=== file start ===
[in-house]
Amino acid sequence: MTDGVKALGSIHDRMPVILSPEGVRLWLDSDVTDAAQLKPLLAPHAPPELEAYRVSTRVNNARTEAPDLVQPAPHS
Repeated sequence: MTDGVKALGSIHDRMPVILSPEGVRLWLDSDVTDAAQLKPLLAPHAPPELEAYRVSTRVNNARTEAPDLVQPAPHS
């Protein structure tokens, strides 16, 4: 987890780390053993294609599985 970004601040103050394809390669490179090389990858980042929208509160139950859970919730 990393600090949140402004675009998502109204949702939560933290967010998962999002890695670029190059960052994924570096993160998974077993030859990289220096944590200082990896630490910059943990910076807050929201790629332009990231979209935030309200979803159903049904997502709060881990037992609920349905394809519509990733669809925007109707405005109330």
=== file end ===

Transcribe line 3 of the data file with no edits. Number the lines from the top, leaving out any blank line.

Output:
Repeated sequence: MTDGVKALGSIHDRMPVILSPEGVRLWLDSDVTDAAQLKPLLAPHAPPELEAYRVSTRVNNARTEAPDLVQPAPHS